With the release of Intel Alder Lake processors including the i9-12900KS and AMD Ryzen 5800X3D with 3D V-Cache, now is a great time to be a PC gamer or content creator in search of an upgrade. But since one of the key selling points on the 5800X3D is that new cache technology, it’s important to understand exactly what AMD 3D V-Cache is and how it impacts system performance.
What is Processor Cache
Processor cache is a bank of super-fast storage on the CPU. It essentially acts as a bridge between the system RAM (aka DRAM) and the processor, acting as system RAM when capacity allows and reducing the time it takes to access that system RAM when it doesn’t. We won’t go into the complex science of specifically how this works, but it’s important to know that CPU cache does effectively speed up recuring or common calculations and overall system performance by significantly reducing memory latency. It’s often ignored as a CPU spec in favor of core count and frequency, but it’s a very important factor when determining overall CPU speed.
Processor cache comes in three levels — 1, 2, and 3 (aka L1, L2, L3) — with L1 being the fastest but smallest capacity and L3 the slowest but largest capacity.
What is AMD 3D V-Cache
3D V-Cache may be the biggest innovation to CPU cache in a decade. By stacking the cache vertically and reducing the width of the CPU die, AMD has been able to pack around 3X the total L3 cache on their new CPUs. For example, the Ryzen 7 5800X3D has a stunning 96MB of L3 vs the 32MB of AMD’s own Ryzen 5800X and 25MB on the Intel Core i7-12700k.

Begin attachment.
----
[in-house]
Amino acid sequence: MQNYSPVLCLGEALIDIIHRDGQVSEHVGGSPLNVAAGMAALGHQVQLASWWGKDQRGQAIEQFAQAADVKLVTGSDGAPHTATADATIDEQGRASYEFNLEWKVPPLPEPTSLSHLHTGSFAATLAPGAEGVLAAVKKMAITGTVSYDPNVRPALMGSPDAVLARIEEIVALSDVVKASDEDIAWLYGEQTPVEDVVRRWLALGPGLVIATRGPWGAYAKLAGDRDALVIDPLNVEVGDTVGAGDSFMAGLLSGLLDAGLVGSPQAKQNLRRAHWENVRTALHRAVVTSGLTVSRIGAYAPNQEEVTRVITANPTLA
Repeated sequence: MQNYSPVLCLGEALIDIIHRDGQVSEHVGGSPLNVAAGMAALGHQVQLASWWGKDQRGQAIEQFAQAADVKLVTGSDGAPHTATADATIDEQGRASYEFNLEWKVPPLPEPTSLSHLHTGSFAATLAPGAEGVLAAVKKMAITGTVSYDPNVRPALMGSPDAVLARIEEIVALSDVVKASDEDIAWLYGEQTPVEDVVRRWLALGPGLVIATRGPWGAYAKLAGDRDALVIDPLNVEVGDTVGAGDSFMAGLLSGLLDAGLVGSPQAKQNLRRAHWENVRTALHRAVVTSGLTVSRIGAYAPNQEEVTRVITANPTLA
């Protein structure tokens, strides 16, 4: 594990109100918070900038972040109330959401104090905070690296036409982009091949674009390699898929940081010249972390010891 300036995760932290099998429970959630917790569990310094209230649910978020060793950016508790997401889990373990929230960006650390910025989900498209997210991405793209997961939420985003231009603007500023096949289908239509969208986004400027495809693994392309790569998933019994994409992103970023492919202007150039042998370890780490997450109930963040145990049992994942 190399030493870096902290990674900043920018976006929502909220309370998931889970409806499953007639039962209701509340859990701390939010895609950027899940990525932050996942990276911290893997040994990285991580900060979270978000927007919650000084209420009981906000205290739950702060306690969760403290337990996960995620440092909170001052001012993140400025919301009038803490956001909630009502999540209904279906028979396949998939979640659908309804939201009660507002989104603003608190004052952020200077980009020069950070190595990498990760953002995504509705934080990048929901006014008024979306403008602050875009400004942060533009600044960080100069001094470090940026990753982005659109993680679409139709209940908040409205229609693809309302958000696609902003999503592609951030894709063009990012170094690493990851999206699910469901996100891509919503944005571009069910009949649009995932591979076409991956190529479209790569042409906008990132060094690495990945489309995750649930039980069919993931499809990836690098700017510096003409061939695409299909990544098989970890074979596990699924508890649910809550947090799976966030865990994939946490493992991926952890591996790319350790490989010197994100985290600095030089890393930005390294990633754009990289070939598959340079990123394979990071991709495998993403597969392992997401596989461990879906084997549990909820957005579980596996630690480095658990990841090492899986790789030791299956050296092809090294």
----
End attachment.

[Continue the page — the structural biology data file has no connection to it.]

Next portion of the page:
And AMD has not relegated this new technology to their consumer chips only. Server and datacenter solutions like select 3rd Gen Epyc models such as the Epyc 7773X and 7573X use 3D V-Cache as well, totaling a whopping 768MB of L3.
How Does it Impact Performance?
Generally speaking, more cache means better performance, especially with applications that consistently and repeatedly fetch data from the CPU. This is especially true with gaming. Because games are essentially a collection of random (for the PC) calculations and recalibrations, they’re constantly hitting the CPU to run those processes. Being able to get a much faster response from the cache vs waiting on system RAM can significantly improve performance. This is why AMD is billing their Ryzen 7 5800X3D as the “world’s fastest gaming desktop processor.” See a few of the benchmarks below which reinforce that claim. Based on these numbers, the 5800X3D should get serious consideration for gamers in the market for a new PC.